The separate parts of the Tabernacle had each a symbolical significance, for to all that is above there is something corresponding below. There are stars above, but likewise below, where "a star shall come out of Jacob;" God has His hosts above, and likewise below, His people Israel, "the hosts of the Lord;" above there are Ofannim, and on earth likewise there is an Ofan; above, God has Cherubim, and likewise below in the sanctuary of Israel; God hath His dwelling above, but likewise below; and, lastly, God hath stretched out the heavens above like a curtain, and below, in the sanctuary, were curtains of goats' hair. 
The number of curtains, also, corresponds to those in heaven, for just as there are eleven upper heavens, so also were there eleven curtains of goats' hair.  The size of the Tabernacle was seventy cubits, corresponding to the seventy holy days celebrated annually by the Jews, to wit: fifty-two Sabbaths, seven days of Passover, eight of Tabernacles, and a day each for Pentecost, the Day of Atonement, and New Year's Day. The number of vessels amounted to seventy also; as likewise God, Israel, and Jerusalem bear seventy names; and as, correspondingly, in the time between the building of the first and of the second Temple, there were seventy consecutive Sanhedrin. 
Like the Tabernacle, so the altar, too had its symbolical significance. Its length and its breadth were five cubits each, corresponding respectively to the five Commandments on the two tables of the law. Its height was three cubits, corresponding to the three deliverers God sent to deliver Israel from Egypt, - Moses, Aaron, and Miriam. It had four horns in the corners thereof, to atone for the sins of the people that on Sinai receive four horns, "the horn of the Torah," "the horn of the Shekinah," "the horn of Priesthood," and "the horn of the Kingdom."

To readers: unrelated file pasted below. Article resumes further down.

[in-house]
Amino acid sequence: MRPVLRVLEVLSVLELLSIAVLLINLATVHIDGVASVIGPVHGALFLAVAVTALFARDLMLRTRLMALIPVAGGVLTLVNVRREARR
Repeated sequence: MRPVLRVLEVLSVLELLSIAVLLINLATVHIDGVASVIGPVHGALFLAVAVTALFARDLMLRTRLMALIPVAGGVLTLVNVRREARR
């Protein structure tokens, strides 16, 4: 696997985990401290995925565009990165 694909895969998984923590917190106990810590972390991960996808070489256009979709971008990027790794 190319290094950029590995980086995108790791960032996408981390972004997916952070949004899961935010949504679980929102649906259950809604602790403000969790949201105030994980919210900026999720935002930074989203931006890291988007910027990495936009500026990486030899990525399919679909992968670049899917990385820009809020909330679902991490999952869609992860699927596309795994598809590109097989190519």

In the Tabernacle, as later in the Temple, gold, silver, and brass were employed, but not iron. God meant to indicate by the exclusion of iron that "in the future time," "the golden Babylon, the silver Media, and the brazen Greece," would be permitted to bestow the gifts on the new Temple, but not "the iron Rome." It is true that Babylon also destroyed the sanctuary of God, like Rome, but not with such fury and such thorough-going wrath as Rome, whose sons cried: "Raze it, raze it, even to the foundations thereof," and for this reason Rome may not contribute to the Messianic Temple. And as God will reject the gifts of Rome, so also will the Messiah, to whom all the nations of the earth will have to offer gifts. Egypt will come with her gifts, and although the Messiah will at first refuse to accept anything from the former taskmaster of Israel, God will say to him: "The Egyptians granted My children an abode in their land, do not repulse them." Then the Messiah will accept their gift. After Egypt will follow her neighbor, Ethiopia, with her gifts, thinking that if the Messiah accepted gifts from the former taskmaster of Israel, he will also accept gifts from her. Then the Messiah will also accept Ethiopia's gifts. After these two kingdoms will follow all others with their gifts, and all will be accepted save those from Rome. This kingdom will be sorely disappointed, for, depending upon their kinship with Israel, they will expect kind treatment from the Messiah, who had graciously received the other nations not connected with Israel. But God will call out to the Messiah: "Roar at this monster that devours the fat of nations, that justifies its claims for recognition through being a descendant of Abraham by his grandson Esau, the nation that forgives all for the sake of money, that kept Israel back from the study of the Torah, and tempted them to deeps that are in accord with the wishes of Satan."